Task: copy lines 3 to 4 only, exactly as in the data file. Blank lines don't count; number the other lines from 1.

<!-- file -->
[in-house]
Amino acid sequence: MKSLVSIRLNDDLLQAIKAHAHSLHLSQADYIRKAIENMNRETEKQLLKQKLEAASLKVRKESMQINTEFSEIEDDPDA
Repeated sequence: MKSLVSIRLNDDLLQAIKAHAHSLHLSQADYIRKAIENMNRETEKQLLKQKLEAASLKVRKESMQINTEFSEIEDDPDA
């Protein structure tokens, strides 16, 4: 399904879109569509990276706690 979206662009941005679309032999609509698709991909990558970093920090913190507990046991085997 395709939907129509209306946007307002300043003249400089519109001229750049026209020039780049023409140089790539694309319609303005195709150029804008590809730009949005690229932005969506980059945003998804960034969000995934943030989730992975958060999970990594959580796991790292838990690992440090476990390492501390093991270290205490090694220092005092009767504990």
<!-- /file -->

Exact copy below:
Repeated sequence: MKSLVSIRLNDDLLQAIKAHAHSLHLSQADYIRKAIENMNRETEKQLLKQKLEAASLKVRKESMQINTEFSEIEDDPDA
């Protein structure tokens, strides 16, 4: 399904879109569509990276706690 979206662009941005679309032999609509698709991909990558970093920090913190507990046991085997 395709939907129509209306946007307002300043003249400089519109001229750049026209020039780049023409140089790539694309319609303005195709150029804008590809730009949005690229932005969506980059945003998804960034969000995934943030989730992975958060999970990594959580796991790292838990690992440090476990390492501390093991270290205490090694220092005092009767504990």